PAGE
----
A Brief Overlook | Xenogears Disc 1

Ambition & Perdition

As someone who plays a lot of JRPGs, it’s hard to ignore Xenogears. When fans talk about classics of the original Playstation era, it’s always bound to come up due to its massive critical acclaim and dedicated cult following. In many ways, the title defines Squaresoft’s ambition at the time, with Xenogears being the peak of their willingness to take risks. Initially pitched as a concept for Final Fantasy VII, the idea was rejected due to its dark and intense subject matter. And yet they still greenlit it as a separate project, sending director Tetsuya Takahashi down his long path of increasingly ambitious projects that has lasted up until this current console generation with Xenoblade Chronicles 2.

It’s hard to deny that the game has left a mark on genre fans. And yet, I somehow feel like it’s impact has only lessened over time. Like Chrono Cross, Xenogears no longer seems to be a title people instantly think of when they think about good JRPGs. The game is still the subject of a lot of speculation and debate, but I don’t think anyone would put it on the level of the Final Fantasy games of the same era in terms of popularity. Then again, comparing a niche game to one of the most mainstream RPG franchises of all time may be flawed argument to begin with.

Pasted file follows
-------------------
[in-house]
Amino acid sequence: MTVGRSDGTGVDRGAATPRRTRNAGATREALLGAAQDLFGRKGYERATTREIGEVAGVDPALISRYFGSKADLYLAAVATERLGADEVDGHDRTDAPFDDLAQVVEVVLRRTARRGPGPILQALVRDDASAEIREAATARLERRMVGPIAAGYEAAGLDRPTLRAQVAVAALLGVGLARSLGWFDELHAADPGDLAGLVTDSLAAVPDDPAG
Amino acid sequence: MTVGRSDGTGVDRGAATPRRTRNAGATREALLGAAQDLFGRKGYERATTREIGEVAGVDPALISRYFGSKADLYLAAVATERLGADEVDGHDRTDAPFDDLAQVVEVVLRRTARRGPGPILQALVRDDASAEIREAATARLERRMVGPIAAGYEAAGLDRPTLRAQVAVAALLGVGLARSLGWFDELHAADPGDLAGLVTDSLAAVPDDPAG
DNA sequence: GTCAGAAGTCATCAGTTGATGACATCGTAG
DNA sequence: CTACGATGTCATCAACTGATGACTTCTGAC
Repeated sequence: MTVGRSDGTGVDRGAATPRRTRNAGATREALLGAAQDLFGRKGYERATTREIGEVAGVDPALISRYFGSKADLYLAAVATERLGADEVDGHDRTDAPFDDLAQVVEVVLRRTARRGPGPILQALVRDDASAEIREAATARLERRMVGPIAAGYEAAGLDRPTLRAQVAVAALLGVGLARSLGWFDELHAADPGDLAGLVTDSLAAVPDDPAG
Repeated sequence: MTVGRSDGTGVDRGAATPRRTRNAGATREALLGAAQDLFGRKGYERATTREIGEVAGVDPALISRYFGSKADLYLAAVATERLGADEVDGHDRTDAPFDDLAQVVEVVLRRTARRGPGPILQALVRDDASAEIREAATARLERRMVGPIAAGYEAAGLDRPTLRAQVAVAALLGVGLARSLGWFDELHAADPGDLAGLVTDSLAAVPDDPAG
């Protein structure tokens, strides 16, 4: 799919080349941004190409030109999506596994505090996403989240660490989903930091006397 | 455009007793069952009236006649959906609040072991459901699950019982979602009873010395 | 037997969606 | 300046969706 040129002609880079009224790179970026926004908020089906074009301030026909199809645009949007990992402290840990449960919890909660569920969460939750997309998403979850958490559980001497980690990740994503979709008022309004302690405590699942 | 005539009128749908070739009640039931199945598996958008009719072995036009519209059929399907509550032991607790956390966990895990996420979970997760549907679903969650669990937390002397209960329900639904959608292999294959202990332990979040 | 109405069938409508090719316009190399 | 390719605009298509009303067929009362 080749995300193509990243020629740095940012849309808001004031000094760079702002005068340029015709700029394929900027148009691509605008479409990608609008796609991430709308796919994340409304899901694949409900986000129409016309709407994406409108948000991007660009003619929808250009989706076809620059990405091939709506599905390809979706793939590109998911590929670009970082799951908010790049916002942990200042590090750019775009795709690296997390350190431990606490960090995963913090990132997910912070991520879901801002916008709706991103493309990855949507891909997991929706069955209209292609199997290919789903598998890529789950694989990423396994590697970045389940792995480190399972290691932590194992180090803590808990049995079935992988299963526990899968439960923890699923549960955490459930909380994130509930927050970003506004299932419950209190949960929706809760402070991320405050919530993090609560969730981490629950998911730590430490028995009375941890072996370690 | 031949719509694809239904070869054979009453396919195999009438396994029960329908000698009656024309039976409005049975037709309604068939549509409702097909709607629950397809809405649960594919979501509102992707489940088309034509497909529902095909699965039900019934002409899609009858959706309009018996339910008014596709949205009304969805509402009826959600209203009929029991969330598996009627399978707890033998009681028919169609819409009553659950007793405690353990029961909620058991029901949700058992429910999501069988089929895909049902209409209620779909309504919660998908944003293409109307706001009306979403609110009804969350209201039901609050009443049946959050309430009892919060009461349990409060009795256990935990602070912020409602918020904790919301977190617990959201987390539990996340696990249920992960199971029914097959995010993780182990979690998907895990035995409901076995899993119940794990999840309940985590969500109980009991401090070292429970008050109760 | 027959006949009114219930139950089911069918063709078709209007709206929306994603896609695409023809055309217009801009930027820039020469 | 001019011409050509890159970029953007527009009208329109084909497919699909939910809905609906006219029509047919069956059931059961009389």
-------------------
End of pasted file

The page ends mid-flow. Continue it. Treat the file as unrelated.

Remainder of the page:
But it still begs the question of how this game has held up over the past 19 years. Is it still the daring title it was all those many years ago? And better yet, was it ever any good to begin with? Continue reading

A Brief Overlook | Chrono Cross

Crossing the Ocean

**SPOILERS AHEAD**

Out of all the JRPG’s I’ve played on the PS1, Chrono Cross may be the most brilliant and strange. In a console library dominated by classics from the genre, the game stands out among the rest by just being so, well, bizarre. As a sequel to Chrono Trigger you’d expect something more traditional, a title hoping to live up to the soaring heights of its genre defining predecessor. But the game itself is anything but typical, featuring a battle system unlike any others before or since, and a story that seemingly tries to make things confusing. When you look up anything about the game’s endings, you’ll find that most search bars will bring up Chrono Cross ending explanation as a secondary option. The game is a puzzle to say the least.

And yet, in spite of how obtuse it can be, whether it be because of the massive exposition dumps that dominate the game’s latter half, or the strange logic of its multi-dimensional mechanics, I can’t help but love it. Because at the end of it all, when you look past the Dragon Gods and supercomputers called FATE, Chrono Cross has a very well thought out message. Continue reading